Citation. 127 S. Ct. 1955 (2007)
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Brief Fact Summary.
Plaintiffs, subscribers to local phone and internet services, sue Bell Atlantic and local telephone companies alleging violations of anti-trust laws, allowing each local phone company to monopolize its own market.
Synopsis of Rule of Law.
Under § 1 of the Sherman Act, stating a claim requires a complaint with enough factual matter (taken as true) to suggest that a valid claim arises.
Plaintiffs were subscribers to local phone and internet services. They alleged that Bell Atlantic and local telephone companies violated that anti-trust laws by agreeing not to compete with each other and by agreeing to exclude other potential competitors, allowing each local phone company to monopolize its own market.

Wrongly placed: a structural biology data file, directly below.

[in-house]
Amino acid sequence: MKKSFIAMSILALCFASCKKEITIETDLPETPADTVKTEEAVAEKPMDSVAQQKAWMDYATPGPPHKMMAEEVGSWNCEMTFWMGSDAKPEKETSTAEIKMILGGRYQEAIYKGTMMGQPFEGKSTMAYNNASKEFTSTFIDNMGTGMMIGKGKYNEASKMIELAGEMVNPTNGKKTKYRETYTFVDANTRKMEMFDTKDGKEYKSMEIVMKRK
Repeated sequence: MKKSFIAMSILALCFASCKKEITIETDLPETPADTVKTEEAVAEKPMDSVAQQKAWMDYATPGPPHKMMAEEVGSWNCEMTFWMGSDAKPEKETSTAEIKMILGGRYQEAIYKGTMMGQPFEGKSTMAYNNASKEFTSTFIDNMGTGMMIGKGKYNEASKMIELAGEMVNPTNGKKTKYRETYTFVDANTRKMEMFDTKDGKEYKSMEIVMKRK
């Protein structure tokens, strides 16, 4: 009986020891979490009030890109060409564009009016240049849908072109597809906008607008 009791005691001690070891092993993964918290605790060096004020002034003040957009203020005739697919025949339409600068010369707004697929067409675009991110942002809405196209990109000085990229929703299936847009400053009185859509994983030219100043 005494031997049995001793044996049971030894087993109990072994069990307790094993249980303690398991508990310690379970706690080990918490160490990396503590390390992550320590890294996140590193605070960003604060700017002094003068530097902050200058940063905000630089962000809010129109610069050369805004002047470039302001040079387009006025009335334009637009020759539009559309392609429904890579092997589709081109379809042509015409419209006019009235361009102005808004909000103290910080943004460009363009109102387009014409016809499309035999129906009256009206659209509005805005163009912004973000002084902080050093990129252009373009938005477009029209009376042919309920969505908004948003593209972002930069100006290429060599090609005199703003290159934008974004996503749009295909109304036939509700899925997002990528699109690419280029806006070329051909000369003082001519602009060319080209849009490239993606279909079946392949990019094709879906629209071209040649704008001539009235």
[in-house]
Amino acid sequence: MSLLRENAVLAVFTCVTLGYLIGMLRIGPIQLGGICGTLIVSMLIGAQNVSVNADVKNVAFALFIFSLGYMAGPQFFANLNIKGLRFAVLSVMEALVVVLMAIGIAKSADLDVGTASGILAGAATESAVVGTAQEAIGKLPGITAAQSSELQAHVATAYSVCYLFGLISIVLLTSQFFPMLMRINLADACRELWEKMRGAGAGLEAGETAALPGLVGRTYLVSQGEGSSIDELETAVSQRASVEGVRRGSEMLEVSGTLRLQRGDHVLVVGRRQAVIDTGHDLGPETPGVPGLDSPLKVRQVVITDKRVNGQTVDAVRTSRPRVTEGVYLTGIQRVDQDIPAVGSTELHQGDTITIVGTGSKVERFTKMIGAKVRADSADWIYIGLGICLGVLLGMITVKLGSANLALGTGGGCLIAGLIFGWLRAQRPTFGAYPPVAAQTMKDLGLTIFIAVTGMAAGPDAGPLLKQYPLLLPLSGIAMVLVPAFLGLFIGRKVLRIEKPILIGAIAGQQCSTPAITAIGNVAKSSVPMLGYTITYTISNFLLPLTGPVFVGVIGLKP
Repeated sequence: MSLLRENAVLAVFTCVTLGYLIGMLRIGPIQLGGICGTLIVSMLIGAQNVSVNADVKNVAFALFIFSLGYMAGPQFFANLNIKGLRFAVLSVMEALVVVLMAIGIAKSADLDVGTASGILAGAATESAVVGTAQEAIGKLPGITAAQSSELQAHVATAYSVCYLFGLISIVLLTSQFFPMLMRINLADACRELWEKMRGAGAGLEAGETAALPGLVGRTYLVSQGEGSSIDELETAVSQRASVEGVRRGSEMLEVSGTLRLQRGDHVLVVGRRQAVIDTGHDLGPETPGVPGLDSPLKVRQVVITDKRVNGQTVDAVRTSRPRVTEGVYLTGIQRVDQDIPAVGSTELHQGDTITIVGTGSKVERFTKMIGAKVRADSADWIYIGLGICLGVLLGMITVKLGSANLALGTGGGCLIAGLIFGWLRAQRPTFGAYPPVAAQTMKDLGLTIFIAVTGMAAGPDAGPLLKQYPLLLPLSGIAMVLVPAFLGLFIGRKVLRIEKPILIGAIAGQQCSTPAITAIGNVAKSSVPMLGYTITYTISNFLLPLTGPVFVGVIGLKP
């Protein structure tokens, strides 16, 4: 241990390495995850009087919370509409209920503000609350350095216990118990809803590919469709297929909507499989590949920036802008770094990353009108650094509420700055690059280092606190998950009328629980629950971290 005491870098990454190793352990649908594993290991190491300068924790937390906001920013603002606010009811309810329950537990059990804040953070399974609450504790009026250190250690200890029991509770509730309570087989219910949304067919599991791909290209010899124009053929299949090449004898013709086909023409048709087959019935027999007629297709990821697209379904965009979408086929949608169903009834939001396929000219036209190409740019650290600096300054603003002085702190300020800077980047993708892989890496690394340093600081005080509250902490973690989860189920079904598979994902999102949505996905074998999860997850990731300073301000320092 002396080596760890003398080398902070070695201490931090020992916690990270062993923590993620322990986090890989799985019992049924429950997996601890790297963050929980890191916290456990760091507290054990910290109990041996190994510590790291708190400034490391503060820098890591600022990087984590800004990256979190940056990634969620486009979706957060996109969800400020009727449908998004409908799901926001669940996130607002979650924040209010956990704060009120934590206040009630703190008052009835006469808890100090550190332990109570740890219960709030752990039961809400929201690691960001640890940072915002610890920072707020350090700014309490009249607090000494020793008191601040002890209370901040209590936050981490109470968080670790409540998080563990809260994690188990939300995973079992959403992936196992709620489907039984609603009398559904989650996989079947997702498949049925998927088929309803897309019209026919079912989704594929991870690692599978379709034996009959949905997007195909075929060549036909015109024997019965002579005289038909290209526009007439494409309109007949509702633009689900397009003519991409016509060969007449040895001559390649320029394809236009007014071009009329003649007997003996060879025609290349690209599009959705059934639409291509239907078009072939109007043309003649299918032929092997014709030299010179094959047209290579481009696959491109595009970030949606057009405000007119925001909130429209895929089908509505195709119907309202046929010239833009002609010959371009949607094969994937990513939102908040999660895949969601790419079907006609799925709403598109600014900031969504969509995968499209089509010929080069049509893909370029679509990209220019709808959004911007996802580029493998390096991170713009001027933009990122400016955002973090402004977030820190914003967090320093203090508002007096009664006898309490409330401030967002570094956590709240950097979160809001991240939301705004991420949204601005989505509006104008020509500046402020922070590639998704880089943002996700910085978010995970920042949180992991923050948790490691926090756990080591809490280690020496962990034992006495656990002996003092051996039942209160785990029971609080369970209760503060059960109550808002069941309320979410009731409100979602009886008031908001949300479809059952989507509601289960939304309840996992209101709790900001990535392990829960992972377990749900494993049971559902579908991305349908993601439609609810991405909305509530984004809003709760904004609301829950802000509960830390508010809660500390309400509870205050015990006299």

What a plaintiff must plead in order to state a claim under § 1 of the Sherman Act.
Applying the general standards to a §1 claim, the court held that stating such a claim requires a complaint with enough factual matter (taken as true) to suggest that an agreement was made. Here, the antitrust conspiracy was not suggested by the facts, which thus fails to state a valid §1 claim.
Federal Rule of Civil Procedure 8(a)(2) requires only “a short and plain statement of the claim showing that the pleader is entitled to relief,” in order to “give the defendant fair notice of what the… claim is and the grounds upon which it rests,” Conley v. Gibson. This required more than labels and conclusions, and a formulaic recitation of the elements of a cause of action are not sufficient.